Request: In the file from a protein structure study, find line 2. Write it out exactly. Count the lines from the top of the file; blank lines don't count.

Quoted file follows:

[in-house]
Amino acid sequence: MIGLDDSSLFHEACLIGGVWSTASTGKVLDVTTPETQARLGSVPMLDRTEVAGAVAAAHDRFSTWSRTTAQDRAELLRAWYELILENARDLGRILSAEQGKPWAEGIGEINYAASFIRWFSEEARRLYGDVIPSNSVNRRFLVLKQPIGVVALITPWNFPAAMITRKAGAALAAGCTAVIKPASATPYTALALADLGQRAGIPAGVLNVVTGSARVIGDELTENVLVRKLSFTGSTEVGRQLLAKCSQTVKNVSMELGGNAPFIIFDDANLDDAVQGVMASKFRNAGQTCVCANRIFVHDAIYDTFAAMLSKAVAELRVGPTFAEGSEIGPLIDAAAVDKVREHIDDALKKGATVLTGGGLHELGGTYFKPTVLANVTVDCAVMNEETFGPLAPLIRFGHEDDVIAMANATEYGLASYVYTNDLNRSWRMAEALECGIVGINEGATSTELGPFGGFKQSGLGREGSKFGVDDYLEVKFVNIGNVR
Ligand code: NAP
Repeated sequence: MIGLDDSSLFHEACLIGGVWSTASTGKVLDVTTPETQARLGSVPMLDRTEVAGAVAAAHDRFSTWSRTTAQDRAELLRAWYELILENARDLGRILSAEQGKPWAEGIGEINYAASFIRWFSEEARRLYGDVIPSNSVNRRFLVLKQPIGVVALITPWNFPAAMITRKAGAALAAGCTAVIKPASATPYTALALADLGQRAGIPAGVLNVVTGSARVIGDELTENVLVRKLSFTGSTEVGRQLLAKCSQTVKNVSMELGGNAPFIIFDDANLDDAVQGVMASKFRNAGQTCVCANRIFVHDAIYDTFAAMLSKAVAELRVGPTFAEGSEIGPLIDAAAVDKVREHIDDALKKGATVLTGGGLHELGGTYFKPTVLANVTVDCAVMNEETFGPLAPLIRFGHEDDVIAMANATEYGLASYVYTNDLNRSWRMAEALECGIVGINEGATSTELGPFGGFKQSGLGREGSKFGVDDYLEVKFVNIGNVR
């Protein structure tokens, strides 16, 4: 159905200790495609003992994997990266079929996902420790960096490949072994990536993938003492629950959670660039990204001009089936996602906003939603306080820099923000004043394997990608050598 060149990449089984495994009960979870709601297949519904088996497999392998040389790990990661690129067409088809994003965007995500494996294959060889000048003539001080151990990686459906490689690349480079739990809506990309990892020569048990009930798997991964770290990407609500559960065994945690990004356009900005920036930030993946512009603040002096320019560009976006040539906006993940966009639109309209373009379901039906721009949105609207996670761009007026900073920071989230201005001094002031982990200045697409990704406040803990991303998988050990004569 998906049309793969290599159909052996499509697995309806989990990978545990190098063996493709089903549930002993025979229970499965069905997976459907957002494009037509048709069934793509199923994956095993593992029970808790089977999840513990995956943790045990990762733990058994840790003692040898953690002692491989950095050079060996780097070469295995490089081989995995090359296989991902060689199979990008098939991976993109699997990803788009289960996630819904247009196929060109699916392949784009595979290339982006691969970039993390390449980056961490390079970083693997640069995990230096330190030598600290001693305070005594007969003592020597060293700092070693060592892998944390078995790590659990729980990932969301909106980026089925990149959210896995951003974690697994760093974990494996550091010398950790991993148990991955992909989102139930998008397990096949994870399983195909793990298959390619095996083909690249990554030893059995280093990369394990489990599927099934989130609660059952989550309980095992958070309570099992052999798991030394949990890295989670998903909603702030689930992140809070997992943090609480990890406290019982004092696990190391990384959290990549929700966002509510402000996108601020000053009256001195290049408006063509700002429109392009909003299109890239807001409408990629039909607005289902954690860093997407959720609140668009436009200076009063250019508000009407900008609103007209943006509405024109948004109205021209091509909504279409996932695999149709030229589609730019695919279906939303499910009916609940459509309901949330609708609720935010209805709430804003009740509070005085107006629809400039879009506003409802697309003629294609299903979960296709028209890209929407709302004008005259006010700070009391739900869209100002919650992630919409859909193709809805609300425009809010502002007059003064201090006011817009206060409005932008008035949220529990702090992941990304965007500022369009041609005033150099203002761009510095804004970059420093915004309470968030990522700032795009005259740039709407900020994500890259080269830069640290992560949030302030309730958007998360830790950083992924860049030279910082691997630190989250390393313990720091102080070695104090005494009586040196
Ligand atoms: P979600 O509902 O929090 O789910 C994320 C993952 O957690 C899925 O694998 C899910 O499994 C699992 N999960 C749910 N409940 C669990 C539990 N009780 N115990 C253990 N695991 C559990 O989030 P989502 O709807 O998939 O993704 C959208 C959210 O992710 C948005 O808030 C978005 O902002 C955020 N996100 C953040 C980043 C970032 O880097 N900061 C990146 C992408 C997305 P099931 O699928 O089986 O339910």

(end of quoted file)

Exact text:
Amino acid sequence: MIGLDDSSLFHEACLIGGVWSTASTGKVLDVTTPETQARLGSVPMLDRTEVAGAVAAAHDRFSTWSRTTAQDRAELLRAWYELILENARDLGRILSAEQGKPWAEGIGEINYAASFIRWFSEEARRLYGDVIPSNSVNRRFLVLKQPIGVVALITPWNFPAAMITRKAGAALAAGCTAVIKPASATPYTALALADLGQRAGIPAGVLNVVTGSARVIGDELTENVLVRKLSFTGSTEVGRQLLAKCSQTVKNVSMELGGNAPFIIFDDANLDDAVQGVMASKFRNAGQTCVCANRIFVHDAIYDTFAAMLSKAVAELRVGPTFAEGSEIGPLIDAAAVDKVREHIDDALKKGATVLTGGGLHELGGTYFKPTVLANVTVDCAVMNEETFGPLAPLIRFGHEDDVIAMANATEYGLASYVYTNDLNRSWRMAEALECGIVGINEGATSTELGPFGGFKQSGLGREGSKFGVDDYLEVKFVNIGNVR